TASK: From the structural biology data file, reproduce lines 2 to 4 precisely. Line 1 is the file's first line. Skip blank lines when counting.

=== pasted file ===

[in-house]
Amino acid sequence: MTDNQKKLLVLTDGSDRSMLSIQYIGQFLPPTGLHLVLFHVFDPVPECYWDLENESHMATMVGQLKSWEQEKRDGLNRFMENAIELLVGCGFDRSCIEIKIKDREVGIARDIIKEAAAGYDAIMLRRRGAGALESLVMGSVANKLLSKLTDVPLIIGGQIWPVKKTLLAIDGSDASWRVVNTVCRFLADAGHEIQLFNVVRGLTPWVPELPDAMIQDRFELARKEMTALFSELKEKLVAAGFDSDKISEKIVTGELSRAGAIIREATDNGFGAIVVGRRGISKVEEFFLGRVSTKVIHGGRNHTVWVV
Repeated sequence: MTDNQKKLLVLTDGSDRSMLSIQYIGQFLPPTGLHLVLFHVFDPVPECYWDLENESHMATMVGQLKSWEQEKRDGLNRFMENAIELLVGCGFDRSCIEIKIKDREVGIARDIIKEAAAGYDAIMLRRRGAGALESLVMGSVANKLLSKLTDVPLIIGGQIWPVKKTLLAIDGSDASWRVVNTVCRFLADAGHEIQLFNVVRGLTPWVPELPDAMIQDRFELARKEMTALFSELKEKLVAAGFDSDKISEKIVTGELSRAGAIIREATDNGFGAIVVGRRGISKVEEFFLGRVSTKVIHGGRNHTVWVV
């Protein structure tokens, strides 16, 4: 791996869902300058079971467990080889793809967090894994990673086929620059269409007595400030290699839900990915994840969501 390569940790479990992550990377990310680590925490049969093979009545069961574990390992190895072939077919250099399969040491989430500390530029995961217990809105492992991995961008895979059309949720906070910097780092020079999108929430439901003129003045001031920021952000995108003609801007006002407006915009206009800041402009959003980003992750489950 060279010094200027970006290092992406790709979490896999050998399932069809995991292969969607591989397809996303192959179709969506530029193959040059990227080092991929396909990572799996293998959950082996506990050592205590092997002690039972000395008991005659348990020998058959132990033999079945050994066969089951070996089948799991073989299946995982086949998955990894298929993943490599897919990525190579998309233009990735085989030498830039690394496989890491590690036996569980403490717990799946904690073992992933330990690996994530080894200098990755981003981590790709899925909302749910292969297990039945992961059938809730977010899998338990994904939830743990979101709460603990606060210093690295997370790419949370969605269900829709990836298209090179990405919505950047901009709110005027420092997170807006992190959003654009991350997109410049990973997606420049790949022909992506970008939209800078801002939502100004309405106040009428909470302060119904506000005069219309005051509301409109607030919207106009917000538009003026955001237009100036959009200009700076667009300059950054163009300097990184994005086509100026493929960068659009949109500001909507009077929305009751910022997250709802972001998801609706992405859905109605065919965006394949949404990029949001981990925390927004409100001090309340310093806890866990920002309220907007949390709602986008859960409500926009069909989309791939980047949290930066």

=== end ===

Amino acid sequence: MTDNQKKLLVLTDGSDRSMLSIQYIGQFLPPTGLHLVLFHVFDPVPECYWDLENESHMATMVGQLKSWEQEKRDGLNRFMENAIELLVGCGFDRSCIEIKIKDREVGIARDIIKEAAAGYDAIMLRRRGAGALESLVMGSVANKLLSKLTDVPLIIGGQIWPVKKTLLAIDGSDASWRVVNTVCRFLADAGHEIQLFNVVRGLTPWVPELPDAMIQDRFELARKEMTALFSELKEKLVAAGFDSDKISEKIVTGELSRAGAIIREATDNGFGAIVVGRRGISKVEEFFLGRVSTKVIHGGRNHTVWVV
Repeated sequence: MTDNQKKLLVLTDGSDRSMLSIQYIGQFLPPTGLHLVLFHVFDPVPECYWDLENESHMATMVGQLKSWEQEKRDGLNRFMENAIELLVGCGFDRSCIEIKIKDREVGIARDIIKEAAAGYDAIMLRRRGAGALESLVMGSVANKLLSKLTDVPLIIGGQIWPVKKTLLAIDGSDASWRVVNTVCRFLADAGHEIQLFNVVRGLTPWVPELPDAMIQDRFELARKEMTALFSELKEKLVAAGFDSDKISEKIVTGELSRAGAIIREATDNGFGAIVVGRRGISKVEEFFLGRVSTKVIHGGRNHTVWVV
């Protein structure tokens, strides 16, 4: 791996869902300058079971467990080889793809967090894994990673086929620059269409007595400030290699839900990915994840969501 390569940790479990992550990377990310680590925490049969093979009545069961574990390992190895072939077919250099399969040491989430500390530029995961217990809105492992991995961008895979059309949720906070910097780092020079999108929430439901003129003045001031920021952000995108003609801007006002407006915009206009800041402009959003980003992750489950 060279010094200027970006290092992406790709979490896999050998399932069809995991292969969607591989397809996303192959179709969506530029193959040059990227080092991929396909990572799996293998959950082996506990050592205590092997002690039972000395008991005659348990020998058959132990033999079945050994066969089951070996089948799991073989299946995982086949998955990894298929993943490599897919990525190579998309233009990735085989030498830039690394496989890491590690036996569980403490717990799946904690073992992933330990690996994530080894200098990755981003981590790709899925909302749910292969297990039945992961059938809730977010899998338990994904939830743990979101709460603990606060210093690295997370790419949370969605269900829709990836298209090179990405919505950047901009709110005027420092997170807006992190959003654009991350997109410049990973997606420049790949022909992506970008939209800078801002939502100004309405106040009428909470302060119904506000005069219309005051509301409109607030919207106009917000538009003026955001237009100036959009200009700076667009300059950054163009300097990184994005086509100026493929960068659009949109500001909507009077929305009751910022997250709802972001998801609706992405859905109605065919965006394949949404990029949001981990925390927004409100001090309340310093806890866990920002309220907007949390709602986008859960409500926009069909989309791939980047949290930066």